Agricultural museum expansion almost finished at Ag Progress Days

July 10, 2009

With a major renovation and addition nearly complete, the Pasto Agricultural Museum is giving visitors a glimpse of the museum's future, which will include more exhibits highlighting the history of farming and rural life. Both the new and old sections of the facility will be open for Ag Progress Days in August. This year the traditional silent auction will be held in the east end of the new section.

"The expansion includes the installation of heating and air-conditioning systems that will serve the entire structure and will allow us to increase our educational programming and to schedule educational tours year-round," said volunteer curator Daryl Heasley, professor emeritus of rural sociology.

The 5,200-square-foot addition -- which boosts the facility’s size to 8,400 square feet -- will permit a substantial increase in the current number of displays, thus allowing the "showcasing" of the collection to Penn State faculty, staff and students, as well as to visitors from around the globe. In addition, it will provide workspace for staff, volunteers and student interns.

The museum is still undergoing construction of professionally designed displays, but these efforts are being delayed until after the 2009 Ag Progress Days. "We invite folks to come visit our current exhibits and offer suggestions regarding enhanced museum offerings," said Heasley. "Please, help the museum grow. We expect to schedule a grand opening in 2010."

The nearly 1,300 items in the collection are concentrated in the time period between 1775 and 1940, although the assemblage of objects spans 6,000 years, from 4,000 B.C. to the 1940s. All preserved items in the collection represent functions of rural life when work on the farm and in the home was performed by human and animal power only. Nothing requiring any other energy sources is exhibited.

"Our goal is to make the Pasto Agricultural Museum a center for linking early agricultural innovations to current farming practice by honoring and learning from the past while looking to improve the future," said Heasley. "The enlarged and renovated museum building will allow enhanced educational programming to reach this aim.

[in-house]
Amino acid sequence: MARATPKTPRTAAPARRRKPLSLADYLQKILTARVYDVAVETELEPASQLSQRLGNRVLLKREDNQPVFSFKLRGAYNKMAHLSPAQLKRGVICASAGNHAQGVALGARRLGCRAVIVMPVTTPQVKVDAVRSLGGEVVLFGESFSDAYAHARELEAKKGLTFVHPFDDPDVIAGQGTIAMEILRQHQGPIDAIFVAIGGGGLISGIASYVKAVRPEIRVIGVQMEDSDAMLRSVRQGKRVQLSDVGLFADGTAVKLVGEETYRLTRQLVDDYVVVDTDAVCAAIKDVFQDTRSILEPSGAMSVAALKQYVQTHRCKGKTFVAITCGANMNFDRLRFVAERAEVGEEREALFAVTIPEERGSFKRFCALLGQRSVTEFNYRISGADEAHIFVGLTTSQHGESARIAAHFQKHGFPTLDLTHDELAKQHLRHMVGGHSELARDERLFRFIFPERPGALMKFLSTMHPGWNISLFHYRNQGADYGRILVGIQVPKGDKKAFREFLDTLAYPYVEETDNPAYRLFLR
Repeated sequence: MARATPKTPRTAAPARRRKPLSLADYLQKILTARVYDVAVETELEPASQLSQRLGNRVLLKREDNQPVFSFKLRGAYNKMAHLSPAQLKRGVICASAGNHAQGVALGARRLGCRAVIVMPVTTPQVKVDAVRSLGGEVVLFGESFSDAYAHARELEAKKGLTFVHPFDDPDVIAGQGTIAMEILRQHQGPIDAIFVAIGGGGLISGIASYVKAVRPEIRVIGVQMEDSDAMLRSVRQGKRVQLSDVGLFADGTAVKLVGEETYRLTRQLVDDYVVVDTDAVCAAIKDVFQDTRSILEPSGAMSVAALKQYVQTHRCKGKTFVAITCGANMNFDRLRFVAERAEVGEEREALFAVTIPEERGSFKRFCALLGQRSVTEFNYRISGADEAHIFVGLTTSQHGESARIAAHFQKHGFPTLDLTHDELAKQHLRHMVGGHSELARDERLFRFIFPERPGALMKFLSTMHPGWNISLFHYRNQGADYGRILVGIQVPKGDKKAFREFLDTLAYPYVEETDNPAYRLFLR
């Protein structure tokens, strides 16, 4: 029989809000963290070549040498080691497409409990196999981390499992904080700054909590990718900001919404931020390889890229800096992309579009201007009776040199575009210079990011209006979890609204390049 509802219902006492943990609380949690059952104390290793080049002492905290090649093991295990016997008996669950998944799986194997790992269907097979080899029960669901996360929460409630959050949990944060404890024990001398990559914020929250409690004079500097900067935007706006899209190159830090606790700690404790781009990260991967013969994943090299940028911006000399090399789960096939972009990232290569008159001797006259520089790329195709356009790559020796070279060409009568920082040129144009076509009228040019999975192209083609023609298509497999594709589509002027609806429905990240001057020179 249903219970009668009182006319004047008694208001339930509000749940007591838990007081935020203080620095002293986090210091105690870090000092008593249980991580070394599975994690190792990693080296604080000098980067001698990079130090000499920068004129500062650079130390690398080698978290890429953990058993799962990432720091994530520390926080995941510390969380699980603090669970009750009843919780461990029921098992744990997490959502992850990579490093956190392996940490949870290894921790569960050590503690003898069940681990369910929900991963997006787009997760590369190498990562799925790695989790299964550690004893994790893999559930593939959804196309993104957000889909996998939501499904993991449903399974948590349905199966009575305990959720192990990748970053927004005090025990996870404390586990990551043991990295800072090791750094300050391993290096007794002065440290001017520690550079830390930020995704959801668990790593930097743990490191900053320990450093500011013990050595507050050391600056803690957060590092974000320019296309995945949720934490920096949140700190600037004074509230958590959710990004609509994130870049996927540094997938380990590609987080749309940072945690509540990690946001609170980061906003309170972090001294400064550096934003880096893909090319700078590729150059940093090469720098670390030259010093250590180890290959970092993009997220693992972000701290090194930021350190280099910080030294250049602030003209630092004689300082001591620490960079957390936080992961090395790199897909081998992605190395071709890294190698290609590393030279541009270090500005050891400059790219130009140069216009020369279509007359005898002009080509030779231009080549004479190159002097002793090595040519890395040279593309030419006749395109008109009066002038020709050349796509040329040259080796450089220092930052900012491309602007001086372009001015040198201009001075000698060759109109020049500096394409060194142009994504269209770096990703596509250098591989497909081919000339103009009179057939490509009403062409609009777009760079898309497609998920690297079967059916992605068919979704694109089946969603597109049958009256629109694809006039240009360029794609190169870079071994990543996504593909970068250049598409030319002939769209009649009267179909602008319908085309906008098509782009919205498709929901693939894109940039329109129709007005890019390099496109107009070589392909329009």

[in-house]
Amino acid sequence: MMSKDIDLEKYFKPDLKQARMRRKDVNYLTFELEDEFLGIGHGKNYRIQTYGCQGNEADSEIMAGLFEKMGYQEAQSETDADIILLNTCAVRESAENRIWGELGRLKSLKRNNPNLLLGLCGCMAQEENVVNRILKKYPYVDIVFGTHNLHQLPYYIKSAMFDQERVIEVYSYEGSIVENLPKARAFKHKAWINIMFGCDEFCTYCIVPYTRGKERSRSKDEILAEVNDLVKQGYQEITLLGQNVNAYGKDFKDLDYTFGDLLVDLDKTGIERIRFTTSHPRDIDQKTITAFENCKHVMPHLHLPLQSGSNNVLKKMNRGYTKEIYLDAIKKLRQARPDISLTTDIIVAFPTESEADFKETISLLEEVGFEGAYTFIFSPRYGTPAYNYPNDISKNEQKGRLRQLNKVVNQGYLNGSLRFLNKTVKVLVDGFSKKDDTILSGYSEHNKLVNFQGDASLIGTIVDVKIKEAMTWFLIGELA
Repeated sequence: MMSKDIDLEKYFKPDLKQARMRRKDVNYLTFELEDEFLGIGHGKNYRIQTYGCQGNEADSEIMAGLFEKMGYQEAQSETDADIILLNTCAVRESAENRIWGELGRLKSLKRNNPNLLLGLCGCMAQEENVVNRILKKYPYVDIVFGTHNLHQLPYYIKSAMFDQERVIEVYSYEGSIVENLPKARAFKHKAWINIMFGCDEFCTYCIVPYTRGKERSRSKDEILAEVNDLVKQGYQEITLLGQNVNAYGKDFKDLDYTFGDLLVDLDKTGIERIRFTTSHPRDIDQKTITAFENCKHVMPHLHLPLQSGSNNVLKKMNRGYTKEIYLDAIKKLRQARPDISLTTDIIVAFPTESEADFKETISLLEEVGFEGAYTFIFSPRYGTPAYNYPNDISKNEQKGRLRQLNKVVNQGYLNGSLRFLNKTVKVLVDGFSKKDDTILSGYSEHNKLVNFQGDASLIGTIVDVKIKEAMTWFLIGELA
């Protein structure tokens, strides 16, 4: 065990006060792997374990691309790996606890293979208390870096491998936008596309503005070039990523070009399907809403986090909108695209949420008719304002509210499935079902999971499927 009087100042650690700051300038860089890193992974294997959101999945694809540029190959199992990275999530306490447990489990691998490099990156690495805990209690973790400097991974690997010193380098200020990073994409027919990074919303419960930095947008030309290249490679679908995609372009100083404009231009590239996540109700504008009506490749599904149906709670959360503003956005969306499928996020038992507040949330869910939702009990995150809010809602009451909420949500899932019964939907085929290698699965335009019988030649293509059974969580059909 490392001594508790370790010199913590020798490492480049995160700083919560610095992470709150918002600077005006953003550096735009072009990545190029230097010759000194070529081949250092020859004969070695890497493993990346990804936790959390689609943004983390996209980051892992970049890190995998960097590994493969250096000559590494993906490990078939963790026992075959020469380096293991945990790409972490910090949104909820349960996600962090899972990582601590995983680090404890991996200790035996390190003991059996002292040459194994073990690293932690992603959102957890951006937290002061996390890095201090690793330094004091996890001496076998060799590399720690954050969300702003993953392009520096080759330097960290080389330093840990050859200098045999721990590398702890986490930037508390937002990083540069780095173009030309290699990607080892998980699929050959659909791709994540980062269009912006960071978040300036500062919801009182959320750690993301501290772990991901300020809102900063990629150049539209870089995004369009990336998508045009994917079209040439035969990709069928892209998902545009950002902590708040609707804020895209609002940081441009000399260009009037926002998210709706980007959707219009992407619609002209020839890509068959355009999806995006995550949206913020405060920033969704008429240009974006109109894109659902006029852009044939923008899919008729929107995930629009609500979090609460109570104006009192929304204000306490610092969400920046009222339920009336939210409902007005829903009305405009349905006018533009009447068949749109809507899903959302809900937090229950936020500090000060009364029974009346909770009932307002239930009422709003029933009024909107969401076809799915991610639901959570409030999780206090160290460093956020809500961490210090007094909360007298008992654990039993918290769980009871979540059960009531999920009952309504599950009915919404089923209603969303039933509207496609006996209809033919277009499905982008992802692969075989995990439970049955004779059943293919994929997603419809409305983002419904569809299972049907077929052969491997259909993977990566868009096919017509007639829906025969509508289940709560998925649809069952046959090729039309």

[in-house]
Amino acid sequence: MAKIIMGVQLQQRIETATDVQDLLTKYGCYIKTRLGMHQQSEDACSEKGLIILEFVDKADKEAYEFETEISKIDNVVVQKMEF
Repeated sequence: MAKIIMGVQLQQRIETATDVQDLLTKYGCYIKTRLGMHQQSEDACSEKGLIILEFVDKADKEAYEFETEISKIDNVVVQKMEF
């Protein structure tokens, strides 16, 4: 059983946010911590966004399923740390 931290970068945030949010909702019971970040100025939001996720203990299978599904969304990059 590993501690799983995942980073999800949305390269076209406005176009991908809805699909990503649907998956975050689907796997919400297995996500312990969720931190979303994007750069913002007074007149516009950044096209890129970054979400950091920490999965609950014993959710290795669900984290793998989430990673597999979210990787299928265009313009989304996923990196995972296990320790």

"The programs will target diverse groups, including clubs in the College of Agricultural Sciences and other students from across the University, elementary and secondary school classes, retirement residences, and visitors to the Pennsylvania Farm Show and Ag Progress Days," he added. "Expanding, revising and updating the museum’s Web site (http:/ will supplement this effort."

Heasley said the museum's Ag Progress Days silent auction will take place on Tuesday, Aug. 18 and Wednesday, Aug. 19. More than 300 antiques and other items will be available for purchase. A large cash and carry section on Tuesday will allow attendees to buy items without needing to return on Wednesday to pick them up.

Bidding will close promptly at 3 p.m. Wednesday, and successful bidders will pick up their items after payment is processed Wednesday evening, or they can pay an additional 15 percent for handling.

Sponsored by Penn State's College of Agricultural Sciences, Ag Progress Days is held at the Russell E. Larson Agricultural Research Center at Rock Springs, nine miles southwest of State College on Route 45. Hours are 9 a.m. to 5 p.m. on Aug. 18; 9 a.m. to 8 p.m. on Aug. 19; and 9 a.m. to 4 p.m. on Aug. 20. Admission and parking are free.

For more information, visit the Ag Progress Days Web site at

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Last Updated July 13, 2009